Plus there's the age-old tactic of affiliate links, where a consumer clicking on a link in an article and making a purchase on a secondary link (Amazon (AMZN) - Get Report has an affiliate link program, for instance) drives a percentage of the revenue to the publisher of the original article.
"Publishing content has a huge influence of commerce and buying decisions, both online and offline," Manning Gottlieb OMD Head of Mobile Mark Brennan said in an email. "It makes sense that a publisher wants to monetize this link somehow. Publishers like MailOnline do this with already with female fashion finder operating on an affiliate model. Condé Nast is going one step further by owning the point where media meets commerce, and [it] could be incredibly profitable for them."
The idea of non-retailers entering into e-commerce makes complete sense to Gartner Managing Vice President Gene Alvarez.
"Organizations who have traffic to their Web site are seeking ways to take advantage of that traffic," he said. "So it doesn't surprise me that a publisher would look to enter into the e-commerce game as a result of the traffic they're getting. We will see more organizations who have high volumes coming to their site that are not sellers thinking about this approach since they have traffic already."
The story goes both ways, with e-commerce players adding more and more content to their sites in hopes of drawing in repeat customers and attracting more traffic. ASOS and Net-a-Porter are just two of the many e-commerce brands that offer their own fashion content.
Even Amazon is getting into the content business, showcasing third-party editorial content on its homepage.
In a tweet yesterday, the founder of product review site The Wirecutterwrote: "Amazon ran an experiment using editorial on their home page today and their first test was using @wirecutter content." This partnership could drive more traffic to Amazon's site and help direct consumers to various product offerings.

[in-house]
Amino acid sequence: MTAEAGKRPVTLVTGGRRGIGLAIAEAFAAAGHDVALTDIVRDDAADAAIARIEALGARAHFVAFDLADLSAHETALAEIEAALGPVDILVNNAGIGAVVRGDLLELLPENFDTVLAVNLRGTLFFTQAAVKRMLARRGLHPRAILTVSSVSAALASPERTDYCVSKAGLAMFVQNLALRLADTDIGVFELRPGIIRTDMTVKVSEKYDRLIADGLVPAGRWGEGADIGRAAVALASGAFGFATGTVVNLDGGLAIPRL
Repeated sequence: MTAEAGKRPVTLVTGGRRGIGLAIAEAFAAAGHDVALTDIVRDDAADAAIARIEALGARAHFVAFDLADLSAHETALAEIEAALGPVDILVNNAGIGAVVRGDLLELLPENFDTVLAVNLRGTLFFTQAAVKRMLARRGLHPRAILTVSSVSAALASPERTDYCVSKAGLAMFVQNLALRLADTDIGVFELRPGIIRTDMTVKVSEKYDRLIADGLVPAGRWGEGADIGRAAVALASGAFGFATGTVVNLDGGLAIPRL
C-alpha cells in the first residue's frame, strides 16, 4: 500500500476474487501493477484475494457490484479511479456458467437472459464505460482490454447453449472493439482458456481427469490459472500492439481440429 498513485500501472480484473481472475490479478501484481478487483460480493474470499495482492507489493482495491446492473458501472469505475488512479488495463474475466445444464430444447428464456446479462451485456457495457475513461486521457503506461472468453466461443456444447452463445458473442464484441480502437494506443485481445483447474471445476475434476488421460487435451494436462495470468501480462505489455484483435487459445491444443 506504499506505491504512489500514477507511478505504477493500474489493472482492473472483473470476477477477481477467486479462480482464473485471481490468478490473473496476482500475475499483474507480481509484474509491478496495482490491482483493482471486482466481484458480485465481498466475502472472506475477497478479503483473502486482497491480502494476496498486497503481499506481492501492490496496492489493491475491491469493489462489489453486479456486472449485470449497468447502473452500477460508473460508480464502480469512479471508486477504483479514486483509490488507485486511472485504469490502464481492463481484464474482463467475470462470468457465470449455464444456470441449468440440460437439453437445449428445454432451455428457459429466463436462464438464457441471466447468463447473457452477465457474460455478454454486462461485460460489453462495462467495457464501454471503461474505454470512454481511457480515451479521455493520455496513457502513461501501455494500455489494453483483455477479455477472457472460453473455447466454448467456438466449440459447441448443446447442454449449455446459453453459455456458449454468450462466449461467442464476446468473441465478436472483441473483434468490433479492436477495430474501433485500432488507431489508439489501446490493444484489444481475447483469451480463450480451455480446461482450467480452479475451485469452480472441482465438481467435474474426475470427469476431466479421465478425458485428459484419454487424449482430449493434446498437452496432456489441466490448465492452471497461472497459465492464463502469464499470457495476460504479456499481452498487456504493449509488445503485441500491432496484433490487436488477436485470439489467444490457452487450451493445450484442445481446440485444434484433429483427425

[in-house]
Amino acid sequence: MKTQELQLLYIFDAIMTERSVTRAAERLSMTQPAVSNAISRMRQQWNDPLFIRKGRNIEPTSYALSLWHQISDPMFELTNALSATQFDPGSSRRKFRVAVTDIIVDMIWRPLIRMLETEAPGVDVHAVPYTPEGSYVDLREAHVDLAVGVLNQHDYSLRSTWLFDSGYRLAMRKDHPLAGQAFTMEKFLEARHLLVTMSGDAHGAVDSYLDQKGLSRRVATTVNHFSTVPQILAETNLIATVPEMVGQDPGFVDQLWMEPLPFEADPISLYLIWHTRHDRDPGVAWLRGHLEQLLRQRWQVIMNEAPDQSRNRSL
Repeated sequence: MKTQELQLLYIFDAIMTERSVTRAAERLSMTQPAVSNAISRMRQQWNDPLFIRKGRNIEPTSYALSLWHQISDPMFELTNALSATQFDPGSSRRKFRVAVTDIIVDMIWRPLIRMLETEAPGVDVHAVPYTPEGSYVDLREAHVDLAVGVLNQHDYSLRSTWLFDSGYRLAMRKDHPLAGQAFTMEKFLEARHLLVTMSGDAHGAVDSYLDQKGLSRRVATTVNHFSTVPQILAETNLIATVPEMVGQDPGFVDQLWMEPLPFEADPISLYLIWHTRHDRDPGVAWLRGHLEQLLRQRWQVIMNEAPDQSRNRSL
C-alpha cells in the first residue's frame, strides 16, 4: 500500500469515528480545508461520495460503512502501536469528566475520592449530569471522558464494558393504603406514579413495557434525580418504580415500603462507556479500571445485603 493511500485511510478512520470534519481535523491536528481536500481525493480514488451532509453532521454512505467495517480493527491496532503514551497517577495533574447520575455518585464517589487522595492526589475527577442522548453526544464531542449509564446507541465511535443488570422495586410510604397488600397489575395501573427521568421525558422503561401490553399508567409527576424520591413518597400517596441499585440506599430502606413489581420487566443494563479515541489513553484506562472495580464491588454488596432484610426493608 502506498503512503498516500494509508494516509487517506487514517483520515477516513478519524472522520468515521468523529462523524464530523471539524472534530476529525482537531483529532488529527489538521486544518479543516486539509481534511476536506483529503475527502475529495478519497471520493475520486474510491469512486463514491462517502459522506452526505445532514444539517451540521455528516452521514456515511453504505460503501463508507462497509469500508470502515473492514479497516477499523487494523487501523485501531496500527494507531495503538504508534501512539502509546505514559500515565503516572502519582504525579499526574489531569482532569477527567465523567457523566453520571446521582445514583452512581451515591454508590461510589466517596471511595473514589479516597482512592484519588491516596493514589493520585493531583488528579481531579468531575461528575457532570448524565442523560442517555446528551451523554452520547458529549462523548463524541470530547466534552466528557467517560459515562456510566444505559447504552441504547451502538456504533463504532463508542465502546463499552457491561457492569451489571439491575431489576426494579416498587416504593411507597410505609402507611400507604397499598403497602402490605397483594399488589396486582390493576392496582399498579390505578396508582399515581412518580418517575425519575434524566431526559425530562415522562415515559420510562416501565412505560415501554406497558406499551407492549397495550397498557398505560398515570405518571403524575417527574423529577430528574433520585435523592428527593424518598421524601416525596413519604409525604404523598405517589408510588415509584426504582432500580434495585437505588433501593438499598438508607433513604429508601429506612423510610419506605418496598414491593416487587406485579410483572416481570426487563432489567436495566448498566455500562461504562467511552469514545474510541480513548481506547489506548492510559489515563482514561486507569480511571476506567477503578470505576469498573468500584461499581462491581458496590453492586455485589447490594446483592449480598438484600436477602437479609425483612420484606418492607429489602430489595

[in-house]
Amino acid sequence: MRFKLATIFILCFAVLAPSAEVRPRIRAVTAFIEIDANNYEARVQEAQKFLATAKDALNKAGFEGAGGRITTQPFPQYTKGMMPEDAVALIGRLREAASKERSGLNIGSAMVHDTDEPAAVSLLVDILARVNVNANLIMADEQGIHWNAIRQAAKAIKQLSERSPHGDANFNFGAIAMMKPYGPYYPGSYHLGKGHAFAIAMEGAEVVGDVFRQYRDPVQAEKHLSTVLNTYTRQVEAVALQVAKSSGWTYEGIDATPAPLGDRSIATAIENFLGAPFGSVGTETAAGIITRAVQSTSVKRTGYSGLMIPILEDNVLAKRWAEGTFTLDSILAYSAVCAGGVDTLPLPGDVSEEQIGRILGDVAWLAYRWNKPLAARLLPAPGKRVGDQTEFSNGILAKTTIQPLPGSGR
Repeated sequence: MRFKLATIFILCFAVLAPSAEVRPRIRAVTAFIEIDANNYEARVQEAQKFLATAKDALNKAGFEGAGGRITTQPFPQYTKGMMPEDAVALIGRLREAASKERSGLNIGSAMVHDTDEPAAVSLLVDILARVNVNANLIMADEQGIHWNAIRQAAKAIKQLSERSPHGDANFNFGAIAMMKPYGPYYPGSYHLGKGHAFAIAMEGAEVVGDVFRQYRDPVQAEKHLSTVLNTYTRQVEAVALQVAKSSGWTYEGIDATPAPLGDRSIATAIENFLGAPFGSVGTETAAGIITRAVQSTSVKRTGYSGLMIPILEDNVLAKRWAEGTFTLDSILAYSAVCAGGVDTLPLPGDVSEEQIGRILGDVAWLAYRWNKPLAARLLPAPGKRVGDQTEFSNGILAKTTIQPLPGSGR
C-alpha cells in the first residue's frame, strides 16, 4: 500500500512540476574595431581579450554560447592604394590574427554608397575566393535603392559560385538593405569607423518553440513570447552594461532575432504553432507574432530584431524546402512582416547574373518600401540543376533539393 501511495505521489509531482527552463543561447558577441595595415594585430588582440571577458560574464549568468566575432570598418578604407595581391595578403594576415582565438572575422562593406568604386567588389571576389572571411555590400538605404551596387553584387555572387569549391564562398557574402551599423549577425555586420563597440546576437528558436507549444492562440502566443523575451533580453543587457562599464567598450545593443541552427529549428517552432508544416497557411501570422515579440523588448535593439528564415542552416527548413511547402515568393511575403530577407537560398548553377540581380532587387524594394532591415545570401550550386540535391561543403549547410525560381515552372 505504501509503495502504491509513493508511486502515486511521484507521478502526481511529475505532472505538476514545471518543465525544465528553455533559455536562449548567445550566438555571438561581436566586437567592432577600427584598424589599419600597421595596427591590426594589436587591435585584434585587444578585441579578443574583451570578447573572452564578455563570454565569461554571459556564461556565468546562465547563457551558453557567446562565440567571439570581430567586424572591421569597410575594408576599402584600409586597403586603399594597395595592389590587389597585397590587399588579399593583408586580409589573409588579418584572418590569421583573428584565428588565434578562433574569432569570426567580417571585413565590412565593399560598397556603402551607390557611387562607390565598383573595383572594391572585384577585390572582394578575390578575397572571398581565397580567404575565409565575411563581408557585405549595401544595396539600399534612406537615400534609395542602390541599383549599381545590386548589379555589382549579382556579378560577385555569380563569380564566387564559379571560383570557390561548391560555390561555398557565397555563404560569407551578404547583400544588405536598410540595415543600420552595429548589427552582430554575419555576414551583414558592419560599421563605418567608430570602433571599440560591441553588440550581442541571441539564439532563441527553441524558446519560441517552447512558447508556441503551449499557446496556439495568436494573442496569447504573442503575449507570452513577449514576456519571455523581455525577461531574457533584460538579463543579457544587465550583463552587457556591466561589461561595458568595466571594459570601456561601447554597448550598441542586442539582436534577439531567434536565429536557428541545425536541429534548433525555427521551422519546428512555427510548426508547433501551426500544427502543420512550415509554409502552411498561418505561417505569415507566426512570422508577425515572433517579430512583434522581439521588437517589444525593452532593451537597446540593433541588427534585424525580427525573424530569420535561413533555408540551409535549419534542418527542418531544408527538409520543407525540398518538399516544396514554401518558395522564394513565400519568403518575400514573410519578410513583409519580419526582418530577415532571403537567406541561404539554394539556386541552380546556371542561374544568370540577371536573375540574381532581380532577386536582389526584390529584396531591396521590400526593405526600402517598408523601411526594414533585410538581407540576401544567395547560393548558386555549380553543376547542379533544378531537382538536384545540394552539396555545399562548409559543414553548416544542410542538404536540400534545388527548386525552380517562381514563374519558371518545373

However, as the worlds of editorial and e-commerce merge, the question of trust arises. Can a site that sells products on its own remain unbiased when writing about trends? Will readers trust it to not simply promote its own products?
Condé Nast "must ensure that editorial independence stays intact, and that it does not appear to be influenced by commercial pressures from Style.com," Brennan said.
Another major challenge is whether Condé Nast will have difficulty attracting advertisers once it establishes itself as a competitor to other online retailers. "What may have once been viewed as an advertising channel may now be viewed as a competitor," Alvarez said. "It'll be interesting to see what it does to Style.com ad revenue. There are advertisers who use [Style.com] to drive traffic to their site; if those sales aren't being passed on to them they might view it as a competitor."
Condé Nast is likely betting the new revenue from sales will offset any losses from advertising. Yet, the true answer will come from consumers and whether they start to view Style.com as a seller or continue to see it as a place to gather information.